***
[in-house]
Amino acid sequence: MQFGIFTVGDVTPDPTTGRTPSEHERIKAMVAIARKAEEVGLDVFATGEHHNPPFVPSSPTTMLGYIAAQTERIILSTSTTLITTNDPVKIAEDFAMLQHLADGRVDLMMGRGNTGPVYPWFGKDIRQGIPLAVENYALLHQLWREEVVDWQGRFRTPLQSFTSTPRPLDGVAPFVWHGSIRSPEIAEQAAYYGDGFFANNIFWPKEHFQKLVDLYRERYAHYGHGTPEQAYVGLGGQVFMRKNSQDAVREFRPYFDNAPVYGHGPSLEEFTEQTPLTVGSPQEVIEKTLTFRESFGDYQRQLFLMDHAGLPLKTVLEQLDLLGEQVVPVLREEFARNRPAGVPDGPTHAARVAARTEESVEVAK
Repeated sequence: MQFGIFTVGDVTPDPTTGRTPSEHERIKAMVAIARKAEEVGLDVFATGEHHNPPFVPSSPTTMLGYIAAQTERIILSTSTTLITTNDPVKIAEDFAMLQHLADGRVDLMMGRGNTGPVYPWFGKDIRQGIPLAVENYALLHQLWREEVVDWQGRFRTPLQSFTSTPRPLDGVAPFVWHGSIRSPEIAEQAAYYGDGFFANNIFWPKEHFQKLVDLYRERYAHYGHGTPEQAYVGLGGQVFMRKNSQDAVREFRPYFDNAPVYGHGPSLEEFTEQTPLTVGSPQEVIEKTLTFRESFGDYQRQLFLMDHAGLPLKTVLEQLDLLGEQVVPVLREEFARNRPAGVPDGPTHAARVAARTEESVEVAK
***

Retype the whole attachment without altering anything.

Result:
[in-house]
Amino acid sequence: MQFGIFTVGDVTPDPTTGRTPSEHERIKAMVAIARKAEEVGLDVFATGEHHNPPFVPSSPTTMLGYIAAQTERIILSTSTTLITTNDPVKIAEDFAMLQHLADGRVDLMMGRGNTGPVYPWFGKDIRQGIPLAVENYALLHQLWREEVVDWQGRFRTPLQSFTSTPRPLDGVAPFVWHGSIRSPEIAEQAAYYGDGFFANNIFWPKEHFQKLVDLYRERYAHYGHGTPEQAYVGLGGQVFMRKNSQDAVREFRPYFDNAPVYGHGPSLEEFTEQTPLTVGSPQEVIEKTLTFRESFGDYQRQLFLMDHAGLPLKTVLEQLDLLGEQVVPVLREEFARNRPAGVPDGPTHAARVAARTEESVEVAK
Repeated sequence: MQFGIFTVGDVTPDPTTGRTPSEHERIKAMVAIARKAEEVGLDVFATGEHHNPPFVPSSPTTMLGYIAAQTERIILSTSTTLITTNDPVKIAEDFAMLQHLADGRVDLMMGRGNTGPVYPWFGKDIRQGIPLAVENYALLHQLWREEVVDWQGRFRTPLQSFTSTPRPLDGVAPFVWHGSIRSPEIAEQAAYYGDGFFANNIFWPKEHFQKLVDLYRERYAHYGHGTPEQAYVGLGGQVFMRKNSQDAVREFRPYFDNAPVYGHGPSLEEFTEQTPLTVGSPQEVIEKTLTFRESFGDYQRQLFLMDHAGLPLKTVLEQLDLLGEQVVPVLREEFARNRPAGVPDGPTHAARVAARTEESVEVAK